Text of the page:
Thursday, 5 June 2014

Magnitude 4.1 Earthquake in Calabria, southern Italy.

The United States Geological Survey recorded a Magnitude 4.1 Earthquake at a depth of 12.4 km about 8 km south of the town of Mormanno in Calabria, southern Italy, at about 11.20 pm local time (9.20 pm GMT) on Wednesday 4 June 2014. There are no reports of any damage or casualties associated with this event, though it is likely to have been felt locally.

The approximate location of the 4 June 2014 Calabria Earthquake. Google Maps.

Italy is in an unusual tectonic setting, with the west of the country lying on the Eurasian Plate, but the east of the country lying on the Adriatic Plate, a microplate which broke away from North Africa some time in the past and which is now wedged into the southern margin of Europe, underlying eastern Italy, the Adriatic Sea and the west of the Balkan Peninsula. This, combined with the northward movement of the African Plate into Italy from the south, leads to uplift in the Apennine Mountains that run the length of the country, and makes Italy extremely prone to Earthquakes.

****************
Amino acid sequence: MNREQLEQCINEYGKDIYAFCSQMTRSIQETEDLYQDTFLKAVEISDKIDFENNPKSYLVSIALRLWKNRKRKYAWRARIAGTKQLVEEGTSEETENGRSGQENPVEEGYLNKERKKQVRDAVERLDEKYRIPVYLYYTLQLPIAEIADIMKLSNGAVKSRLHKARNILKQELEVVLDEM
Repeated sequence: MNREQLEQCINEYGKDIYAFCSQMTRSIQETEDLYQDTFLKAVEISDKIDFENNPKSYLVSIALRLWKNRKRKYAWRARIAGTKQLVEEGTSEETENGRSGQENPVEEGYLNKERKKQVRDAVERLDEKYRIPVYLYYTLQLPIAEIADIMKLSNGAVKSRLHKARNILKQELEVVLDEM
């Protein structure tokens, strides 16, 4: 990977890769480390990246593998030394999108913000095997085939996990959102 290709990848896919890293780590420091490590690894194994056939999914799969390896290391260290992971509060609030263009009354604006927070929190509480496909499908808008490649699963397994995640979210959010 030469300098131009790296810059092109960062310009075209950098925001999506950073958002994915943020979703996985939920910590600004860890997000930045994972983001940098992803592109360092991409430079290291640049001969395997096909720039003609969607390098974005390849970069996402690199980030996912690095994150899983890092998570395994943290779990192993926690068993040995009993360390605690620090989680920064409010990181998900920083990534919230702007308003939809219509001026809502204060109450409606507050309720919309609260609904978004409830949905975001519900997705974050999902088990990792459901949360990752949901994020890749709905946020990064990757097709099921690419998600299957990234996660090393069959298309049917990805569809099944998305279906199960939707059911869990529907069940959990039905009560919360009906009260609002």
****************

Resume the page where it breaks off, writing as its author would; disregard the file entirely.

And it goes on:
Outline map showing the approximate positions of the Eurasian (EU), Adriatic (AD) and African (AF) Plates. Di Bucci & Mazzuli (2003).

Historically Italy has suffered a number of devastating Earthquakes that lead to large numbers of casualties, though in recent decades the country has made serious attempts to prevent this, with better warning systems and tighter building regulations, though the large number of historic buildings in Italy, which cannot easily be replaced (and any attempt to do so would be unlikely to succeed due to their high cultural value), meaning that the country is unlikely to be completely risk free any time soon.

This has been complicated by an ongoing series of corruption scandals in the Italian construction industry, and, alarmingly, the decision by a court in October 2012 to gaol six leading Earth scientists for failure to predict a quake. It is unclear how this will affect Italy's future ability to deal with geohazards, as it is likely that scientists will refuse to participate in programs that might result in prosecutions. 

See also...

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